Many people are hooked on the excitement of a fast-paced life. Ask your best friend how shes doing, and shes likely to say, Things are good. Im really busy. But when did being busy mean the same as being happy? asks Diana Donald, a Toronto psychotherapist. To say that were busy is our way of saying that were important, and that we belong to society, she says. We are always looking for something more outside of us to make us happy inside. The more we run, the more important we feel.
But the constant lack of time and sense of being out of control that accompanies a busy life is very damaging, and could even be anti-life, says Mark Burch, a Winnipeg educator and author of Stepping Lightly: Simplicity for People and the Planet. When we follow the industrial/business model, which is focused exclusively on productivity, our human relationships begin to suffer and we become shrunken as human beings, self-centred, selfish, frightened, alone, almost incapable of relating. And very cynical.
Sometimes, simplifying can create stress and insecurity. It takes effort to acquire new habits, examine personal values and acknowledge individual priorities. Sometimes its easier to keep running, because its more comfortable, says Dr. Vic Parliament, of the department of psychology at St. Marys University in Halifax Parliament. Anyone who feels trapped or depressed, is worried and not sleeping well, might need to re-evaluate priorities or values.
Need help figuring out where to start simplifying?
Here are some guidelines to kick-start the process:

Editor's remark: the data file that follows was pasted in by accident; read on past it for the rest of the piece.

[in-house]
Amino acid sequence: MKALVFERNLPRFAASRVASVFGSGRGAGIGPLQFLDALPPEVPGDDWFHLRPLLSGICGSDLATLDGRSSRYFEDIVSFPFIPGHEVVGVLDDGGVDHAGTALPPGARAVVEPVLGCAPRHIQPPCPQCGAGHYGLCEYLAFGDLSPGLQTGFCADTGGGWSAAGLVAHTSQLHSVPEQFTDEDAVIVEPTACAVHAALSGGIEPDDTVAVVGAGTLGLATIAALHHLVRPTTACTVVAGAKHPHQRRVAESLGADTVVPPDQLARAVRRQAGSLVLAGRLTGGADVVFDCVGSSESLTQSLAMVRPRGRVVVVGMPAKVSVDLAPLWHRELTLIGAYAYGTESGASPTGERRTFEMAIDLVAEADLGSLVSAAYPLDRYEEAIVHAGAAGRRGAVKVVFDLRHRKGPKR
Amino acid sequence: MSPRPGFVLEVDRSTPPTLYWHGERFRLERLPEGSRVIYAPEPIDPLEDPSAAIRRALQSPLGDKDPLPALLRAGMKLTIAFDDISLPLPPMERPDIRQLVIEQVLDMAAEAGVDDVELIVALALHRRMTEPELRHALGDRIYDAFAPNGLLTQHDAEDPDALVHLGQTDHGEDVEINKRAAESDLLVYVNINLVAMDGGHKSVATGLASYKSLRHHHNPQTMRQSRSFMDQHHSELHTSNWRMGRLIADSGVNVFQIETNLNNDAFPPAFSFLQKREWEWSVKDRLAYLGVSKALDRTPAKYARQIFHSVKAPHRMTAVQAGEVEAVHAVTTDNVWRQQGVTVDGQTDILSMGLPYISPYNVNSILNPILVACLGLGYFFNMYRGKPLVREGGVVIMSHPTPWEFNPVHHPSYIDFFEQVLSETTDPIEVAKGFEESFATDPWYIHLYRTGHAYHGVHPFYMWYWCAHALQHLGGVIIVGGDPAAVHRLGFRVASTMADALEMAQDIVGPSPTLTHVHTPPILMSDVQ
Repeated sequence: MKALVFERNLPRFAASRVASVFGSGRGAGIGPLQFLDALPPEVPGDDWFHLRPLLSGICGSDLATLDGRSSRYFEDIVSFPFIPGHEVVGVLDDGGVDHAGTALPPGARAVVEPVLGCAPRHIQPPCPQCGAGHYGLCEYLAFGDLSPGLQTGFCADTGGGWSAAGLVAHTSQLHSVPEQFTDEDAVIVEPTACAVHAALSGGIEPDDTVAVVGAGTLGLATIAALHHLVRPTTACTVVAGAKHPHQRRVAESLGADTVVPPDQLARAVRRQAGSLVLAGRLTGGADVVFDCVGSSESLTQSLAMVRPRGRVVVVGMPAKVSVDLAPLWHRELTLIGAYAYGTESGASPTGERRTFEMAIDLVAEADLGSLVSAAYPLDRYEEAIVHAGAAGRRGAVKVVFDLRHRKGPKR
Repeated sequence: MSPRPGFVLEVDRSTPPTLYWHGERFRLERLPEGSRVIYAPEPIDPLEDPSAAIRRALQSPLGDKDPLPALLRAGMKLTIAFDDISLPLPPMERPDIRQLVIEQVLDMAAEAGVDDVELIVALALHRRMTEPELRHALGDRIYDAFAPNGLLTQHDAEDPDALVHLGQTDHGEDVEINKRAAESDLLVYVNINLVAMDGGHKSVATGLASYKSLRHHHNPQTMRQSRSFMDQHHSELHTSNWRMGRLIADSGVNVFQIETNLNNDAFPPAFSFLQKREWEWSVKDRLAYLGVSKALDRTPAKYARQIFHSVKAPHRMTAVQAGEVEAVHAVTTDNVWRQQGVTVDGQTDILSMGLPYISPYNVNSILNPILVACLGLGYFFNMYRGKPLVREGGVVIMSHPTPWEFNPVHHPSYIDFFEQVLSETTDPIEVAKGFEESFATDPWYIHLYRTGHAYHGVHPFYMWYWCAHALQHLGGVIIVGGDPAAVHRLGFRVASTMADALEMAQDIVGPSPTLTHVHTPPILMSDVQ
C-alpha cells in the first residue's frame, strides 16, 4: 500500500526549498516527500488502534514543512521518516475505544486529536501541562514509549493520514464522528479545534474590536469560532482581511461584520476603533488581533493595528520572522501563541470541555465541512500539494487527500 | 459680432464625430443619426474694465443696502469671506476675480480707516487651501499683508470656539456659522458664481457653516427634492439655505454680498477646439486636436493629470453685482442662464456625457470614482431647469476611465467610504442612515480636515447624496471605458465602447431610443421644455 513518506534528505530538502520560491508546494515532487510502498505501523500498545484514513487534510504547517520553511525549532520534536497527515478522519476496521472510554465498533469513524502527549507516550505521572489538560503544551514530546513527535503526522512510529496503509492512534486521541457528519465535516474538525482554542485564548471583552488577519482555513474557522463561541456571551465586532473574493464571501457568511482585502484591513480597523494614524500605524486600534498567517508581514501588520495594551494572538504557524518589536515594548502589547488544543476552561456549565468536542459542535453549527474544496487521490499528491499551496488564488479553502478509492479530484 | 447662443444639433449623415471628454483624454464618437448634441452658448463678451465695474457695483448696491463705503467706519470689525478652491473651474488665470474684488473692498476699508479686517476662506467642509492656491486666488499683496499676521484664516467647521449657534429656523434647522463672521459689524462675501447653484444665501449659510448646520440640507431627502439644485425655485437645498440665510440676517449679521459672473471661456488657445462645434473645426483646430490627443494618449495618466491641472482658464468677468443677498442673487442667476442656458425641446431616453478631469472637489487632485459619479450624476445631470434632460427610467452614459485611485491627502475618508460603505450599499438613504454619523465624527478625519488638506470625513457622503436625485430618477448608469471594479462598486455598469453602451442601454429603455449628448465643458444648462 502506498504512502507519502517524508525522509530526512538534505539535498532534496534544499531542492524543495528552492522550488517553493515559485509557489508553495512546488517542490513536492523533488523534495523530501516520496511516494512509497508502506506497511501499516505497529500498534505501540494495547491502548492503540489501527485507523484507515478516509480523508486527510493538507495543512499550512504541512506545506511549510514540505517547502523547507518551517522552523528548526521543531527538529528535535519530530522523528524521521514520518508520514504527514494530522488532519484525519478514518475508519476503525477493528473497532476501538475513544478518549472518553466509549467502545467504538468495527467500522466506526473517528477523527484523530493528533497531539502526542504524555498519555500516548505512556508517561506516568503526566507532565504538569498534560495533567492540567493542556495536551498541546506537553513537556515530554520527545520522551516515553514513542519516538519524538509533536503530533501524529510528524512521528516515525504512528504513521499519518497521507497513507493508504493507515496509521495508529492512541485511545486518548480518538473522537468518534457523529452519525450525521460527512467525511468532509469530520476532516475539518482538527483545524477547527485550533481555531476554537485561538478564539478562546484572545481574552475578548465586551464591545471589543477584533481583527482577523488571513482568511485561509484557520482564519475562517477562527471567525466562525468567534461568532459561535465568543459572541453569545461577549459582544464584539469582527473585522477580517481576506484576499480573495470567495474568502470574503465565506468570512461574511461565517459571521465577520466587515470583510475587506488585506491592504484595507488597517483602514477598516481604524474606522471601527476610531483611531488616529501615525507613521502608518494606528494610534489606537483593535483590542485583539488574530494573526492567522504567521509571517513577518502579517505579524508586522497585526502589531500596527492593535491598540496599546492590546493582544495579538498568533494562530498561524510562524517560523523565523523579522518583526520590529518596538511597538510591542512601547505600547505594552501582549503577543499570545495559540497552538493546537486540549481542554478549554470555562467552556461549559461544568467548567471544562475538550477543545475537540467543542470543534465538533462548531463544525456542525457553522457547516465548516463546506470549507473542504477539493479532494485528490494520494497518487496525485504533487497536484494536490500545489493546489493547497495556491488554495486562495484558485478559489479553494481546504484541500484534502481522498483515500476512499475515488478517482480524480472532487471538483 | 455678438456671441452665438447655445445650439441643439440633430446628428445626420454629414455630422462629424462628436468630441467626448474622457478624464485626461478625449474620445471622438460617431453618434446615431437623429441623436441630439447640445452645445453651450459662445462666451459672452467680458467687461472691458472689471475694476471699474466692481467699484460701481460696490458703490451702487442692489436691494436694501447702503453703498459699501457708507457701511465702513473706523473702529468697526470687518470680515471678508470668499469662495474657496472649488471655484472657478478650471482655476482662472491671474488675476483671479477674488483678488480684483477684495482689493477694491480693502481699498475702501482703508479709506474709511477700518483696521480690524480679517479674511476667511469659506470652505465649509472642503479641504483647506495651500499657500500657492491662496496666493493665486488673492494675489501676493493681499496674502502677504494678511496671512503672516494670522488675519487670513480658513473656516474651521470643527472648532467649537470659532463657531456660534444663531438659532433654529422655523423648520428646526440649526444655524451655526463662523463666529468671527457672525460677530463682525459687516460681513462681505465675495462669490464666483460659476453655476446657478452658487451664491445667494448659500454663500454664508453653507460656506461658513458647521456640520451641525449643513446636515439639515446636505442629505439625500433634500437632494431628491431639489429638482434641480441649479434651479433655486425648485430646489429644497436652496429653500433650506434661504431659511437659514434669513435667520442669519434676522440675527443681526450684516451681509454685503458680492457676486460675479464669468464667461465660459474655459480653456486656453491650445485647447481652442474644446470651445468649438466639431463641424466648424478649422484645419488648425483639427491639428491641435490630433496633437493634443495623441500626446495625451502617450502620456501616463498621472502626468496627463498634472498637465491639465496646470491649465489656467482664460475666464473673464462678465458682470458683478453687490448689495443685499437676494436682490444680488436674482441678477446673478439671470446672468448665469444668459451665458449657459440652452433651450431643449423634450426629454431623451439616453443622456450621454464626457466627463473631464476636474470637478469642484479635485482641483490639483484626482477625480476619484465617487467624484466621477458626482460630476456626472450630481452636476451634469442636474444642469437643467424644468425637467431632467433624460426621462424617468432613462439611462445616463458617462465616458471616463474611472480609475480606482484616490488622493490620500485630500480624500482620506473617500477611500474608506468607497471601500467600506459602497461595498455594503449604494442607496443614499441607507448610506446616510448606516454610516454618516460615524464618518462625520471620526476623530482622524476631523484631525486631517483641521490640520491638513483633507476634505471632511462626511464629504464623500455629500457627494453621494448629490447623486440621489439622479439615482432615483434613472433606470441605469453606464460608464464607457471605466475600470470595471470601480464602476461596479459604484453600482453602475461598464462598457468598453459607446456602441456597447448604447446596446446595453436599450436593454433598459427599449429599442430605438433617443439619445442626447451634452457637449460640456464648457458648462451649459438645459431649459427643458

Cultivate mindfulness We must learn to pay full attention to whatever we are experiencing in the present moment, says Burch in his book Stepping Lightly. You have to take the special moments when you can get them, agrees Greta Gala, a senior financial manager from southern Ontario. She rarely has time for sit-down dinners with her family. My kids always open up when we are in the car together. So I turn off the radio and listen.
Write it down Harold Taylor, a Toronto-based time management consultant and author, says planning the evening before is key to simplifying next day events. There is less rushing if you know where youre going and when. To-do lists are a great starting point; but events, such as a gym workout, should be booked in your calendar the same as a doctors appointment.
Know your values Theres often a disconnect between personal values and work obligations, says Burch, who teaches a university course on simplicity. Woods and her husband, also a teacher, resist the temptation to work at home by designating 4:30 to 8:30 p.m. as family time.
Turn to technology There are only 24 hours in every day and no technical or material innovation can add or subtract any hours to this total, says Burch. But they can cut some chores. Banking by telephone or online is one example. Turning off the ringer on your phone is another. We never answer the phone during the week, and everyone who calls us knows that, says Gala. They just leave a message and we call them back.
Less is sometimes better Jill Woods, a Grade 6 teacher and the mother of two toddlers in Barrie, Ontario, and her husband decided on a small house because they like to take lots of weekend trips, and attend plays and musicals. It was important to us to not be tied to a lot of property, she says. People need to know how much is enough and they need to distinguish between need and filling an emotional void with material wealth. We see what our parents have and assume we need the same amount of things for our home, says Parliament. But as people age, they require fewer possessions.
Dont squander precious hours. Spend time with people who are important to you, and drop obligatory events.
The recipe for simplifying life is highly personal, says Parliament. It is important to keep that mind-body-spirit balance in order to be happy, but the proportions vary with each person.